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H.R. 1009: OIRA Insight, Reform, and Accountability Act

To amend title 44, United States Code, to require the Administrator of the Office of Information and Regulatory Affairs to review regulations, and for other purposes.

The bill’s titles are written by its sponsor.

Paul Mitchell

Sponsor. Representative for Michigan's 10th congressional district. Republican.

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Last Updated: Mar 2, 2017
Length: 29 pages
Introduced:

Feb 13, 2017

Status:

Passed House (Senate next) on Mar 1, 2017

This bill passed in the House on March 1, 2017 and goes to the Senate next for consideration.

Prognosis:

35% chance of being enacted according to Skopos Labs (details)

History

Feb 13, 2017
 
Introduced

Bills and resolutions are referred to committees which debate the bill before possibly sending it on to the whole chamber.

Feb 14, 2017
 
Ordered Reported

A committee has voted to issue a report to the full chamber recommending that the bill be considered further. Only about 1 in 4 bills are reported out of committee.

Feb 27, 2017
 
Reported by House Committee on Oversight and Government Reform

A committee issued a report on the bill, which often provides helpful explanatory background on the issue addressed by the bill and the bill's intentions.

Feb 28, 2017
 
Considered by House Committee on Rules

A committee held a hearing or business meeting about the bill.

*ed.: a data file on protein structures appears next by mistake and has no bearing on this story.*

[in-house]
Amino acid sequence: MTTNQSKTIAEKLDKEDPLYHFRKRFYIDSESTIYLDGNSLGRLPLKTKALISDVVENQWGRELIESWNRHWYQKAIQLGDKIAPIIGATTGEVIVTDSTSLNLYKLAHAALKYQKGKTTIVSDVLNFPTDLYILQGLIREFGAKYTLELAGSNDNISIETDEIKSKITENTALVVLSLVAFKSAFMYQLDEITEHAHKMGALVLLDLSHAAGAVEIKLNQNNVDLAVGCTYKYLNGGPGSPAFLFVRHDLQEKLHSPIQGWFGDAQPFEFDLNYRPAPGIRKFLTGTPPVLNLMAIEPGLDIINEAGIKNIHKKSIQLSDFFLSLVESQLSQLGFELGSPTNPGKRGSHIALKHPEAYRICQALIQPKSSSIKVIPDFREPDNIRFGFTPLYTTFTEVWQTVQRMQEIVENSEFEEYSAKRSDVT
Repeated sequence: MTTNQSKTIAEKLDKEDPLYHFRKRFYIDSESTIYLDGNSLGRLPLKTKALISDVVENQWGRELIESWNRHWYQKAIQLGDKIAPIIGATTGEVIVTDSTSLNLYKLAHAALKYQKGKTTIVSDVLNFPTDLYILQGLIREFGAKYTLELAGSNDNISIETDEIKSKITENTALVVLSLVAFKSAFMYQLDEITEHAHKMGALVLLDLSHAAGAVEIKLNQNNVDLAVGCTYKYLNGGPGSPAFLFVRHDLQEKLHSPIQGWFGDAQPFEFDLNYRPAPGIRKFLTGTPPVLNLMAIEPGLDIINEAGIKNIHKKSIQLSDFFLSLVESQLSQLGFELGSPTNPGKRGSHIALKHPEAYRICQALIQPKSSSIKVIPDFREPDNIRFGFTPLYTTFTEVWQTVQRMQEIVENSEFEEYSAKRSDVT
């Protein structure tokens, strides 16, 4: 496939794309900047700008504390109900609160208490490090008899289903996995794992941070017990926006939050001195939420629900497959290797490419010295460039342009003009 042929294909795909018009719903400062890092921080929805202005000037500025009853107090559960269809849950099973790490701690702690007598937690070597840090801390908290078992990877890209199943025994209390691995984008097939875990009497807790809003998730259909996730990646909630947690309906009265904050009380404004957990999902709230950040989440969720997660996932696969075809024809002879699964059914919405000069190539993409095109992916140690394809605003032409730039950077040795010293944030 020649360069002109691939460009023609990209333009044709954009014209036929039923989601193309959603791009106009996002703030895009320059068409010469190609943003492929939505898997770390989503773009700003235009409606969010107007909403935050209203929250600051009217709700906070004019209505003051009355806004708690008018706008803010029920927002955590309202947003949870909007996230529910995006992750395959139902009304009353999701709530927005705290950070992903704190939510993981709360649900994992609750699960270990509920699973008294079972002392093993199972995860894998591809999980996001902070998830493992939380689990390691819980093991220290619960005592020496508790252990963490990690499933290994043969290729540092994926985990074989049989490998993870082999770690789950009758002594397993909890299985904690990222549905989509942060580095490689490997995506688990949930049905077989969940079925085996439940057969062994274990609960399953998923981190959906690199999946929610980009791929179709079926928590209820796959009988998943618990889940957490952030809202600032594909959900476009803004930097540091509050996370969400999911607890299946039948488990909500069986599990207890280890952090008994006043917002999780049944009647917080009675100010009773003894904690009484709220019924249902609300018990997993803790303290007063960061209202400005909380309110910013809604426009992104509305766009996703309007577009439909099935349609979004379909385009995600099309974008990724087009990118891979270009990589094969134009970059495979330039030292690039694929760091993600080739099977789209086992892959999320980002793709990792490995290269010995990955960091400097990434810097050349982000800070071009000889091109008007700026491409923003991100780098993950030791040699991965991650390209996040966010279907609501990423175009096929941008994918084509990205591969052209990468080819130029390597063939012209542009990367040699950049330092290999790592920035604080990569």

Mar 1, 2017
 
Passed House (Senate next)

The bill was passed in a vote in the House. It goes to the Senate next.

Pending
 
Passed Senate

Pending
 
Signed by the President

H.R. 1009 is a bill in the United States Congress.

A bill must be passed by both the House and Senate in identical form and then be signed by the President to become law.

How to cite this information.

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“H.R. 1009 — 115th Congress: OIRA Insight, Reform, and Accountability Act.” www.GovTrack.us. 2017. November 22, 2017 <https://www.govtrack.us/congress/bills/115/hr1009>

Where is this information from?

GovTrack automatically collects legislative information from a variety of governmental and non-governmental sources. This page is sourced primarily from Congress.gov, the official portal of the United States Congress. Congress.gov is generally updated one day after events occur, and so legislative activity shown here may be one day behind. Data via the congress project.